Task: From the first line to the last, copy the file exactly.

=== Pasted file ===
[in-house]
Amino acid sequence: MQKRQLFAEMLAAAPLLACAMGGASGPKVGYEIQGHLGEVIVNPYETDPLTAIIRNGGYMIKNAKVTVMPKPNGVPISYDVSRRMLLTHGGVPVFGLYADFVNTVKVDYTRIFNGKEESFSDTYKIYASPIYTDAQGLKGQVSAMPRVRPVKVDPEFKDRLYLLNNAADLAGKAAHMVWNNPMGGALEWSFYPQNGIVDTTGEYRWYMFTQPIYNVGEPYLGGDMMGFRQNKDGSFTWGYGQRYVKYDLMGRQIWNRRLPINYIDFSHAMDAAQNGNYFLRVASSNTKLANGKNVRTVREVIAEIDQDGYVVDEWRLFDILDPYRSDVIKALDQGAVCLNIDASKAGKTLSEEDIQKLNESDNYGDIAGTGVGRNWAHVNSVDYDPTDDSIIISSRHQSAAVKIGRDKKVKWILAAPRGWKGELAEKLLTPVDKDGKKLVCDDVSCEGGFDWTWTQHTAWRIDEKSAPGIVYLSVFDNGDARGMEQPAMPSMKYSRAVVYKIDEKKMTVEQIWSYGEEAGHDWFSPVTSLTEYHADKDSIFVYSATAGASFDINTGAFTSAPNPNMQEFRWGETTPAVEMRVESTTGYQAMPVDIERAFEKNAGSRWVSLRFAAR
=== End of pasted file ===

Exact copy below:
[in-house]
Amino acid sequence: MQKRQLFAEMLAAAPLLACAMGGASGPKVGYEIQGHLGEVIVNPYETDPLTAIIRNGGYMIKNAKVTVMPKPNGVPISYDVSRRMLLTHGGVPVFGLYADFVNTVKVDYTRIFNGKEESFSDTYKIYASPIYTDAQGLKGQVSAMPRVRPVKVDPEFKDRLYLLNNAADLAGKAAHMVWNNPMGGALEWSFYPQNGIVDTTGEYRWYMFTQPIYNVGEPYLGGDMMGFRQNKDGSFTWGYGQRYVKYDLMGRQIWNRRLPINYIDFSHAMDAAQNGNYFLRVASSNTKLANGKNVRTVREVIAEIDQDGYVVDEWRLFDILDPYRSDVIKALDQGAVCLNIDASKAGKTLSEEDIQKLNESDNYGDIAGTGVGRNWAHVNSVDYDPTDDSIIISSRHQSAAVKIGRDKKVKWILAAPRGWKGELAEKLLTPVDKDGKKLVCDDVSCEGGFDWTWTQHTAWRIDEKSAPGIVYLSVFDNGDARGMEQPAMPSMKYSRAVVYKIDEKKMTVEQIWSYGEEAGHDWFSPVTSLTEYHADKDSIFVYSATAGASFDINTGAFTSAPNPNMQEFRWGETTPAVEMRVESTTGYQAMPVDIERAFEKNAGSRWVSLRFAAR